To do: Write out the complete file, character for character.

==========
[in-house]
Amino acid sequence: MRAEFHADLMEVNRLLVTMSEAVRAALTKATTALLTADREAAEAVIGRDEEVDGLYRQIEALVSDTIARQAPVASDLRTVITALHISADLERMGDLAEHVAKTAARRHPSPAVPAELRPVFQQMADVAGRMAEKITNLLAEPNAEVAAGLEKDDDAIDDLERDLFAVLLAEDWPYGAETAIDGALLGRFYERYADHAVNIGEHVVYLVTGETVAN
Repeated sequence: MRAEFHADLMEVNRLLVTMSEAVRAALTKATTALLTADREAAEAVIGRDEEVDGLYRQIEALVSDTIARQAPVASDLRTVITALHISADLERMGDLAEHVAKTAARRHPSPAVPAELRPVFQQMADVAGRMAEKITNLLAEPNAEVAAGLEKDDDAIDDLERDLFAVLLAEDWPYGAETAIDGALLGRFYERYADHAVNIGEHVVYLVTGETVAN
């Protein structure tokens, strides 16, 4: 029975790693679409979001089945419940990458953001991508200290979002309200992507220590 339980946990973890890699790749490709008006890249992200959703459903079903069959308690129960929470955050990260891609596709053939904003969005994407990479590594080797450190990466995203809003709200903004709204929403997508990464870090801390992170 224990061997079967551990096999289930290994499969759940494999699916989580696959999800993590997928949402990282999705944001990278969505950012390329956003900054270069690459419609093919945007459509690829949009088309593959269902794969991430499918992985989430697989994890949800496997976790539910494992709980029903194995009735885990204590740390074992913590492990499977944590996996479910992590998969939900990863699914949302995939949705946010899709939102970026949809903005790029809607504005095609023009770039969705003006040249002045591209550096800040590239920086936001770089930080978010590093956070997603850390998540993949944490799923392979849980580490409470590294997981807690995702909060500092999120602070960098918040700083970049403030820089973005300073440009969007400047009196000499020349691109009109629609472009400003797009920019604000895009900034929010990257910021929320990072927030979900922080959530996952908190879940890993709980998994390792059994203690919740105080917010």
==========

[in-house]
Amino acid sequence: MRAEFHADLMEVNRLLVTMSEAVRAALTKATTALLTADREAAEAVIGRDEEVDGLYRQIEALVSDTIARQAPVASDLRTVITALHISADLERMGDLAEHVAKTAARRHPSPAVPAELRPVFQQMADVAGRMAEKITNLLAEPNAEVAAGLEKDDDAIDDLERDLFAVLLAEDWPYGAETAIDGALLGRFYERYADHAVNIGEHVVYLVTGETVAN
Repeated sequence: MRAEFHADLMEVNRLLVTMSEAVRAALTKATTALLTADREAAEAVIGRDEEVDGLYRQIEALVSDTIARQAPVASDLRTVITALHISADLERMGDLAEHVAKTAARRHPSPAVPAELRPVFQQMADVAGRMAEKITNLLAEPNAEVAAGLEKDDDAIDDLERDLFAVLLAEDWPYGAETAIDGALLGRFYERYADHAVNIGEHVVYLVTGETVAN
């Protein structure tokens, strides 16, 4: 029975790693679409979001089945419940990458953001991508200290979002309200992507220590 339980946990973890890699790749490709008006890249992200959703459903079903069959308690129960929470955050990260891609596709053939904003969005994407990479590594080797450190990466995203809003709200903004709204929403997508990464870090801390992170 224990061997079967551990096999289930290994499969759940494999699916989580696959999800993590997928949402990282999705944001990278969505950012390329956003900054270069690459419609093919945007459509690829949009088309593959269902794969991430499918992985989430697989994890949800496997976790539910494992709980029903194995009735885990204590740390074992913590492990499977944590996996479910992590998969939900990863699914949302995939949705946010899709939102970026949809903005790029809607504005095609023009770039969705003006040249002045591209550096800040590239920086936001770089930080978010590093956070997603850390998540993949944490799923392979849980580490409470590294997981807690995702909060500092999120602070960098918040700083970049403030820089973005300073440009969007400047009196000499020349691109009109629609472009400003797009920019604000895009900034929010990257910021929320990072927030979900922080959530996952908190879940890993709980998994390792059994203690919740105080917010």